Rose Hopes Early Work Pays Off Once Again

Justin Rose, in his quest for a second U.S. Open title, got a first-hand look at Chambers Bay with architect Robert Trent Jones Jr. (USGA/Fred Vuich)
Justin Rose, in his quest for a second U.S. Open title, got a first-hand look at Chambers Bay with architect Robert Trent Jones Jr. (USGA/Fred Vuich)


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Perhaps the number of times a player plays the upcoming U.S. Open venue before the championship is less important than when the player completes those preliminary rounds – and with whom.

Justin Rose captured the 2013 U.S. Open at Merion Golf Club after his early preparation helped him avoid the difficulty of squeezing in practice on Tuesday and Wednesday, when rain washed out much of the available practice time on a course that was hosting its first Open in 32 years. Similar weather issues are not forecasted this year at Chambers Bay, but Rose is taking a similar approach to 2013, and on Sunday, he was joined on his nine-hole tour by course architect Robert Trent Jones Jr.

“There’s a lot to take in on this particular venue,” said Rose, who tied for 12th last year at Pinehurst No. 2 in his title defense. “I think when you add 20,000 people out here tomorrow [Monday] and a busy golf course and extra guys, I think you’re not going to be able to play at your own pace and it’s going to be very difficult to absorb it all, and very draining.”

Chambers Bay is hosting its first U.S. Open, and Rose quickly absorbed the demands of the course – physical as well as mental – when he toured it for the first time on Friday. The layout features elevation changes of some 200 feet, and requires players to climb nearly to the top of the massive property three times in the course of the round.

“It’s a tiring golf course,” said Rose, 35, who has one victory and two second-place finishes on the PGA Tour in 2015. “I did 18 the first day and I’ve chosen to only do nine the last two days because it takes a lot out of you. You want to be fresh for Sunday. If you have to put in a hard Monday, Tuesday and Wednesday to really learn this place, it can be learned, but it can take its toll, too, come the weekend.”

On Sunday, Rose received insight from the principal architect of Chambers Bay.

“I met Justin’s caddie [Mark Fulcher] last night, and they invited me to come along with them today,” said Jones, the son of legendary designer Robert Trent Jones. The senior Jones designed three courses that hosted the U.S. Open and redesigned six others that hosted the championship. Jones Jr. has designed or remodeled nearly 250 courses, and Chambers Bay is his first to host the U.S. Open.

“I watched a shot-maker play,” said Jones, 74, of his tour with Rose. “He was piecing it together, bit by bit, analyzing and breaking down my puzzles. He was quick to figure out where to play and where not to play – he used the slopes well.”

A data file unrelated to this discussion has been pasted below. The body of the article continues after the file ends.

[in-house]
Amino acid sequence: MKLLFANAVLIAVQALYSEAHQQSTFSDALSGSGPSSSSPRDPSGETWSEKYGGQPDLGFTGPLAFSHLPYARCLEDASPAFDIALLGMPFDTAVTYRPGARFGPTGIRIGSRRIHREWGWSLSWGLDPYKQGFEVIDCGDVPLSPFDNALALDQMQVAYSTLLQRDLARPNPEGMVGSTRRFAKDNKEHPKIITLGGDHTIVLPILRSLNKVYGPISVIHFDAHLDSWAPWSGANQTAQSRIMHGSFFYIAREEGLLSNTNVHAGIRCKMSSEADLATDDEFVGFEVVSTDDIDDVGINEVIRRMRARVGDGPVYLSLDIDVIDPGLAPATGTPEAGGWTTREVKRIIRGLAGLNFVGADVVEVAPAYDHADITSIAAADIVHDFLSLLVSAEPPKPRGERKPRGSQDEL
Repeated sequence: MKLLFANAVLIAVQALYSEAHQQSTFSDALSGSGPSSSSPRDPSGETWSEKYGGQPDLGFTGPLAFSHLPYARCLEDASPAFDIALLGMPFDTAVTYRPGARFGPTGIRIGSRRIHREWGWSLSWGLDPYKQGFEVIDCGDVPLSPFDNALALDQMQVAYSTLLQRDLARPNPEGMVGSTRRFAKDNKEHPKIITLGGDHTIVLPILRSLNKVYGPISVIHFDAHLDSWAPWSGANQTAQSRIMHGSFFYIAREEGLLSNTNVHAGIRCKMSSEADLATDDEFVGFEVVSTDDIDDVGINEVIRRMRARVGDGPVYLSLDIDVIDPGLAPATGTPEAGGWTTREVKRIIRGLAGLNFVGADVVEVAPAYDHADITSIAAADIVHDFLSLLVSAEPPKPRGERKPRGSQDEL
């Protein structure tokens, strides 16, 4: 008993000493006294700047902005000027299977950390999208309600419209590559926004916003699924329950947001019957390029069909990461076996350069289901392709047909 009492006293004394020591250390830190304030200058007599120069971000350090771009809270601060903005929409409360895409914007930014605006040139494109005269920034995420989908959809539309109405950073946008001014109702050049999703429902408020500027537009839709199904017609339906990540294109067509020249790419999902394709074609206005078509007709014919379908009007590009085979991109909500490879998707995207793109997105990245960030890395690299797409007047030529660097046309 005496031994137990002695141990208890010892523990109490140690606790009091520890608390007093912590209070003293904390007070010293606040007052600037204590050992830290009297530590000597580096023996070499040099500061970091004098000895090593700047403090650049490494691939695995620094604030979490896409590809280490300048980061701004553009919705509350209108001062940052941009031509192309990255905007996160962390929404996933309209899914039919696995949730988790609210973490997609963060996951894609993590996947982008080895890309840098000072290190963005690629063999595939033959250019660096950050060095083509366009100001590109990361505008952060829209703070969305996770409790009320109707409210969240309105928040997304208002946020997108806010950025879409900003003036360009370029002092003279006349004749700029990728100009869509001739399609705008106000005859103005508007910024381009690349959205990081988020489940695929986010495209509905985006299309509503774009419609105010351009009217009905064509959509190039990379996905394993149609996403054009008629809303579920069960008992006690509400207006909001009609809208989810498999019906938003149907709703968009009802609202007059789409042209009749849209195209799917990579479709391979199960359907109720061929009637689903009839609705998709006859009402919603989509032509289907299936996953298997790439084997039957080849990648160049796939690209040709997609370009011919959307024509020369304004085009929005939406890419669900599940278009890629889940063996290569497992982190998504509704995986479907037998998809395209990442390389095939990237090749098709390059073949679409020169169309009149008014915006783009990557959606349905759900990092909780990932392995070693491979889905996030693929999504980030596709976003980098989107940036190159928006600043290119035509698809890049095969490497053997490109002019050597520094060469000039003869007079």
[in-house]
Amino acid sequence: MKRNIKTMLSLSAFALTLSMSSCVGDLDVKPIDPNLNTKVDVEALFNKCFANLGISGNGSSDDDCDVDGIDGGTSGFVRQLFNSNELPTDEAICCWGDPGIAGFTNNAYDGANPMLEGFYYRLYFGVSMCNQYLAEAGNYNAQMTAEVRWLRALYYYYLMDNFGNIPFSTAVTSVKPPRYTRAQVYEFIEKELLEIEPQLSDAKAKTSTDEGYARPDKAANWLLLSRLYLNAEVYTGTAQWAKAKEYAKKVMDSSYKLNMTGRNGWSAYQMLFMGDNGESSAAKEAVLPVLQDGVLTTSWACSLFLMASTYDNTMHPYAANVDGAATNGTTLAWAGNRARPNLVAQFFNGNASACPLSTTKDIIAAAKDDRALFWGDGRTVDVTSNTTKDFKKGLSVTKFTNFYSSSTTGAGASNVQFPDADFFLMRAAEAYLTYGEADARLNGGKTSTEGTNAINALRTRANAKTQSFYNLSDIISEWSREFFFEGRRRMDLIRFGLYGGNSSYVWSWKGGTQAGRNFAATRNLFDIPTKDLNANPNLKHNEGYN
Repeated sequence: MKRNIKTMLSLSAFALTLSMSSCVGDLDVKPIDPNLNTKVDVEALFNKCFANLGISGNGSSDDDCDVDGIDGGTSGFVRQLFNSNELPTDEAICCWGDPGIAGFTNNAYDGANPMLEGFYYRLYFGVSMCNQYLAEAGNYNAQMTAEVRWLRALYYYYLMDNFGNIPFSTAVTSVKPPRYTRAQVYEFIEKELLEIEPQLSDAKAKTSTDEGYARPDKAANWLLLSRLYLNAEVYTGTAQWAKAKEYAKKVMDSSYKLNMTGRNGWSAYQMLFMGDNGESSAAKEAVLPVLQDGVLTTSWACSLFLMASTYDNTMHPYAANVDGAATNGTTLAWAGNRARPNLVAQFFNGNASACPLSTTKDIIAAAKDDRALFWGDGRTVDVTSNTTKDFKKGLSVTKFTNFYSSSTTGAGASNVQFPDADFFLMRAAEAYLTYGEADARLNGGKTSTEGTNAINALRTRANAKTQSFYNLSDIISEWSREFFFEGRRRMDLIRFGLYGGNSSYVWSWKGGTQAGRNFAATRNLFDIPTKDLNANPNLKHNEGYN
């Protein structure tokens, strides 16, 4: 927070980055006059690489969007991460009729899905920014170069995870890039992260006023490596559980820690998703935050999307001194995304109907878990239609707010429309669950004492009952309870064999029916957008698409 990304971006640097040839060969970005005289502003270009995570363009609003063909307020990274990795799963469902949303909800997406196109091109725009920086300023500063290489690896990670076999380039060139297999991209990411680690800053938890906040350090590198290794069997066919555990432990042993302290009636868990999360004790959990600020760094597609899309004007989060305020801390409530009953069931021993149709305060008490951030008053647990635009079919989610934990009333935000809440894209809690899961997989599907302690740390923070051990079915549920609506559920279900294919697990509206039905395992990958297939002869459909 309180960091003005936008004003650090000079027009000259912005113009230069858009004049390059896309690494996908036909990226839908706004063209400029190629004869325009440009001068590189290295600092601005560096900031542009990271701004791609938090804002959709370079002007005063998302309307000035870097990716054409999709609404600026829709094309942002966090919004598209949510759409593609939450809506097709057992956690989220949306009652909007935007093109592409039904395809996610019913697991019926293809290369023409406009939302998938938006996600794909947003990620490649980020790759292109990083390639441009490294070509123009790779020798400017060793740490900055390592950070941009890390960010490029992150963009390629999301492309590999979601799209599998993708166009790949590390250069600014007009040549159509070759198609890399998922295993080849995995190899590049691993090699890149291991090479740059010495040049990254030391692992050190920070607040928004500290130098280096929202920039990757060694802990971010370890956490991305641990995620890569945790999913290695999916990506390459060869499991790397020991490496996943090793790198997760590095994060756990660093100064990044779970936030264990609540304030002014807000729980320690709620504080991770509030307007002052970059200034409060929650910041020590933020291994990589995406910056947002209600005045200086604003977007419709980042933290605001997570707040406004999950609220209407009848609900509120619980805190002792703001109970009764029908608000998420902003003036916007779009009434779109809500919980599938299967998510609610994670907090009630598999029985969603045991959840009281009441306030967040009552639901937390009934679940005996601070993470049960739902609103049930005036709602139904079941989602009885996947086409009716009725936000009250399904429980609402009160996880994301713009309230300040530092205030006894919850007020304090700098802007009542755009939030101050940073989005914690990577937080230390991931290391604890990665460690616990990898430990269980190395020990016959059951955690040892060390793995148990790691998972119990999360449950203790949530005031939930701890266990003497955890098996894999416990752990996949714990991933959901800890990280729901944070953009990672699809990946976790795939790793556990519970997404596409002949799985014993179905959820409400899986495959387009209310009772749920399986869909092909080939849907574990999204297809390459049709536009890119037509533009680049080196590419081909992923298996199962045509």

Rose found himself enjoying the process.

“I didn’t really know what to expect coming here, to be honest with you,” said Rose, who grew up in Hampshire, England. “It’s a good test of golf, and it’s one that takes a lot of attention and learning – there’s nothing by accident out here. Every slope has been thought about; every reaction to a good shot and a bad shot has been calculated. If you wrongly use a slope and you get unlucky – or what you think is unlucky – it’s really not unlucky. There is a [proper] way to play the golf course.”

Rose, the runner-up at the Memorial Tournament on June 7, has now toured each nine twice, and as Jones observed, his analysis of Chambers Bay is ongoing.

“I’m trying to figure out a game plan, get comfortable off the tee and with the approach shots – which ridges to use and which to avoid,” said Rose. “There are pin placements that deserve a lot of respect and others where you can make some birdies. I think it’s going to be what I’d say is a real U.S. Open. I think it’s going to brown out and become very firm and fast. I’m just trying to get my head around everything.”

Rose pointed to one demanding four-hole stretch on the outward nine, and also compared the course to an iconic venue that will host its fifth U.S. Open in 2018.

I think the front nine’s got some tough holes on it – I think 4, 5, 6 and 7 are going to be a key stretch of the golf course,” he said. “It’s going to be a good test. It reminds me of a West Coast Shinnecock [Hills].”

Jones appreciated the comparison to the classic Long Island course that hosted the National Open in 1896, 1986, 1995 and 2004.

“That makes me happy,” said Jones, whose brother, Rees, inherited his father’s nickname of the “Open Doctor” for his role in updating several U.S. Open courses in the past 30 years, including Bethpage State Park’s Black Course and Torrey Pines, site of the 2021 U.S. Open. “We have thought the course out carefully, and [USGA president] Mike Davis will set it up and use it to the best of his creative imagination to challenge the players.”

For his part, Rose knows that the championship will not be won on Monday.

“I’m going to get away a little bit now,” he said before stepping on a player shuttle. “I probably won’t be around here at all tomorrow, just take a day’s rest.”

If Rose’s routine helps to bring him another U.S. Open victory, his counterparts will surely take note.

Ron Driscoll is the manager of editorial services for the USGA. Email him at rdriscoll@usga.org.